Participants will also be required to possess a valid Maryland hunting license (resident Delaware licenses are also acceptable) and a printed receipt from the purchase of a 2012–2013 Maryland Migratory Game Bird Stamp. Possession of a Federal Migratory Game Bird Hunting and Conservation Stamp is not required during the Conservation Order Season.
Light Goose Conservation Order Season Zone:
Anne Arundel, Baltimore, Calvert, Caroline, Cecil, Dorchester, Harford, Howard, Kent, Queen Anne’s, Somerset, St. Mary’s, Talbot, Wicomico, and Worcester Counties; that portion of Carroll County east of Route 31 to the intersection of Route 97, and east of Route 97 to the Pennsylvania line; and that portion of Prince George’s County east of Routes 3 and 301: and that portion of Charles County east of Route 301 to the Virginia line.
Harvest Information Program (HIP)
Requirement for Hunting All Migratory Game Birds
The Harvest Information Program (HIP) is a national, cooperative state and federal program to improve the information collected regarding the harvest of migratory game birds. All persons (including landowners and other persons entitled to hunt without a license) must be “HIP Certified” and have the printed receipt showing certification in their possession while hunting migratory game birds (dove, coots, rails, snipe, waterfowl, and woodcock). HIP certification is issued at the time you purchase the Maryland Migratory Game Bird Stamp. All HIP-certified hunters will become part of a pool of hunters from which samples for federal harvest surveys will be drawn.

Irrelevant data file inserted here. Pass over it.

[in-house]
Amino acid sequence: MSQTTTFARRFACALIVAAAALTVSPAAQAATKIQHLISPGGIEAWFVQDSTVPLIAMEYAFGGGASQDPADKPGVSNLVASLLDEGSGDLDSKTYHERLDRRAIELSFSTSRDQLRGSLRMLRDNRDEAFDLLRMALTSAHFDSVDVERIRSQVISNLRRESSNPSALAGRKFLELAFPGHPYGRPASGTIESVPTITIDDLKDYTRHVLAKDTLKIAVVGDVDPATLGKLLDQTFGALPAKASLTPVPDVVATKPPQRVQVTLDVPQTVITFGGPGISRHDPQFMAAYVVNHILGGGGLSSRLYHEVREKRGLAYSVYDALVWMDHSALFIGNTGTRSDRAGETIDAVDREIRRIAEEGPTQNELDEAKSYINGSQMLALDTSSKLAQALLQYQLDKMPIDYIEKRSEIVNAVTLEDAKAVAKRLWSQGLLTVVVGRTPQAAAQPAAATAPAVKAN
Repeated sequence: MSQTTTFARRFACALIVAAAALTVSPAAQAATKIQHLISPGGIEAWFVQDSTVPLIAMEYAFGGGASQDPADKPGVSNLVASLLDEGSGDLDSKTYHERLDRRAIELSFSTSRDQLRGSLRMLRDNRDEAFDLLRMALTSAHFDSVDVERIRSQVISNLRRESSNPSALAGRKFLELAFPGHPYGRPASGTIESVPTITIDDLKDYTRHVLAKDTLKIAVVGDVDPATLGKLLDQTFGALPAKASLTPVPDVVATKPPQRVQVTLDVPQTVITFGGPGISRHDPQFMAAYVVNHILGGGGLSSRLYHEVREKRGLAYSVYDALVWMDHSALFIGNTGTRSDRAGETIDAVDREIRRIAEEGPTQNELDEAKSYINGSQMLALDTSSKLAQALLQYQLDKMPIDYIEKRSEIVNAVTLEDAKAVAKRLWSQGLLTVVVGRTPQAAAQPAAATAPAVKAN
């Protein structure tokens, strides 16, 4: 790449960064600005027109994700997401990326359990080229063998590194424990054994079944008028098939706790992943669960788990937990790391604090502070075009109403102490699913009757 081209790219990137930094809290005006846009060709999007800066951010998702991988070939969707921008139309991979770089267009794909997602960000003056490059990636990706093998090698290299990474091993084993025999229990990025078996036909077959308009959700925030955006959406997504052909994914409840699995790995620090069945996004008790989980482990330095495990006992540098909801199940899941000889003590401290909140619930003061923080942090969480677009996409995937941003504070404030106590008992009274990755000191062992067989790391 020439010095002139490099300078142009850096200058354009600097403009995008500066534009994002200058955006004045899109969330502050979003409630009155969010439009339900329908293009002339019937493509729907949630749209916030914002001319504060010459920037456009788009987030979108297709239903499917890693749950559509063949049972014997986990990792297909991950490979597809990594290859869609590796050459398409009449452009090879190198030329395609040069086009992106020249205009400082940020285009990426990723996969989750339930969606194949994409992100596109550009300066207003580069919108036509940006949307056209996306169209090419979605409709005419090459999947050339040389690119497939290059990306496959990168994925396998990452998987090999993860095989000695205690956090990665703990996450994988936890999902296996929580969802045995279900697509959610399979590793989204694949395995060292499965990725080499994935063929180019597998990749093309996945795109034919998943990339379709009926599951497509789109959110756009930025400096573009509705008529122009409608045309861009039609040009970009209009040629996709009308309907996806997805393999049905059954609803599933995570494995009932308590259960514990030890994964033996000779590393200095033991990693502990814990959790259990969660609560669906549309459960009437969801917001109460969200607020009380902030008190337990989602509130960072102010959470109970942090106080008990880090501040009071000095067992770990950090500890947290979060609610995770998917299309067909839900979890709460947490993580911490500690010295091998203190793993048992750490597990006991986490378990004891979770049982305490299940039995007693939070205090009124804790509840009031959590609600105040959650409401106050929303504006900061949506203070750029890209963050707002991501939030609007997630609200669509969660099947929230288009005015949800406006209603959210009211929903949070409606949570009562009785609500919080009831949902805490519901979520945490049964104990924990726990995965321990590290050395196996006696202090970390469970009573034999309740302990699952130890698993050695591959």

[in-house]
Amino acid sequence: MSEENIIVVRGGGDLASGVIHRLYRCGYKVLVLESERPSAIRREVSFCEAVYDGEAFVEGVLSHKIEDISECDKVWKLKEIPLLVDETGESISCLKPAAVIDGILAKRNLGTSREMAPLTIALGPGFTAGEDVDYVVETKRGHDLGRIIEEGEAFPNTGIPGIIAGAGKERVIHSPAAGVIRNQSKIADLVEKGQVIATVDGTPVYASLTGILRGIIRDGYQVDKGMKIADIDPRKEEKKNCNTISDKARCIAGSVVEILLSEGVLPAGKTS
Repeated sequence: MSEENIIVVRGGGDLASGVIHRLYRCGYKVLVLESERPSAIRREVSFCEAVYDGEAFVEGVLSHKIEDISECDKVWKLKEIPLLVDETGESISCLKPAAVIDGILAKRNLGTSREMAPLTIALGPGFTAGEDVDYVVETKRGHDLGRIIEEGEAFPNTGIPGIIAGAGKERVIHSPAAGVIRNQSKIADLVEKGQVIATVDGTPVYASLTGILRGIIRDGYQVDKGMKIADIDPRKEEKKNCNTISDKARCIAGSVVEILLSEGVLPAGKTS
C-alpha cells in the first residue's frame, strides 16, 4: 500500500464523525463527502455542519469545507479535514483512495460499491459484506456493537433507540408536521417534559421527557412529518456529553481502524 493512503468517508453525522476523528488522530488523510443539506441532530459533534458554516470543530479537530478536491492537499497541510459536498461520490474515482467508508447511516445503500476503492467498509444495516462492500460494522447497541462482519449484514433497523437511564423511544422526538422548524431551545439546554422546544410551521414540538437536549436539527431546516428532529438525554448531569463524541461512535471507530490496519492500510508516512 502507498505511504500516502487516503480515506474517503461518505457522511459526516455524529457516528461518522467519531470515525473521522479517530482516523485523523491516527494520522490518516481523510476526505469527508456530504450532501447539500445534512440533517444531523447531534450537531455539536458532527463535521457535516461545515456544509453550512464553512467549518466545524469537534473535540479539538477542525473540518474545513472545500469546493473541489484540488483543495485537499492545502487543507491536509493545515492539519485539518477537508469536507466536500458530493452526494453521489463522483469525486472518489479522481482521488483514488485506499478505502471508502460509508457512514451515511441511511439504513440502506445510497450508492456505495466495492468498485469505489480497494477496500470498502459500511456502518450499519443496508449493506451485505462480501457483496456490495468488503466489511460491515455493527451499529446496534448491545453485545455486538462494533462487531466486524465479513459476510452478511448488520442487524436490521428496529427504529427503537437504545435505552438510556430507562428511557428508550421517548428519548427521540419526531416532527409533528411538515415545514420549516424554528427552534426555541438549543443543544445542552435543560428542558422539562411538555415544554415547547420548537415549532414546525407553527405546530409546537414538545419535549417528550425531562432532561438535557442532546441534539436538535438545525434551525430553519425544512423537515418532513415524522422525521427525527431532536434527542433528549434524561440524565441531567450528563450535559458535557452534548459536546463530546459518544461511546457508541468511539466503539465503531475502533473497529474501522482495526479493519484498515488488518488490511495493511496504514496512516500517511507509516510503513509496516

When you purchase your Maryland Migratory Game Bird Stamp, you will be asked a few questions about your hunting success during the last season. These questions are used to identify the type of migratory birds taken by you and your success from the previous hunting season. Your answers are used for harvest survey sampling, nothing more. You will be asked:
Please be sure that the sport license agent asks these HIP questions. Responses to these questions improve survey efficiency and the quality of harvest information used to manage migratory game birds. If you were not asked these questions or if you have additional questions regarding HIP, please contact the DNR at 410-260-8540.
From the pool of migratory bird hunters that plan to hunt in Maryland, a sample of hunters will be asked to participate in federal migratory bird harvest surveys and provide information about their harvest and hunting activity during the most recent Maryland hunting season.
Tuesday, June 18, 2013
Tuesday, June 18, 2013
Monday, June 17, 2013
Monday, June 17, 2013
Monday, June 17, 2013
Sunday, June 16, 2013
Regulations in red are new this year.
Purple text indicates an important note.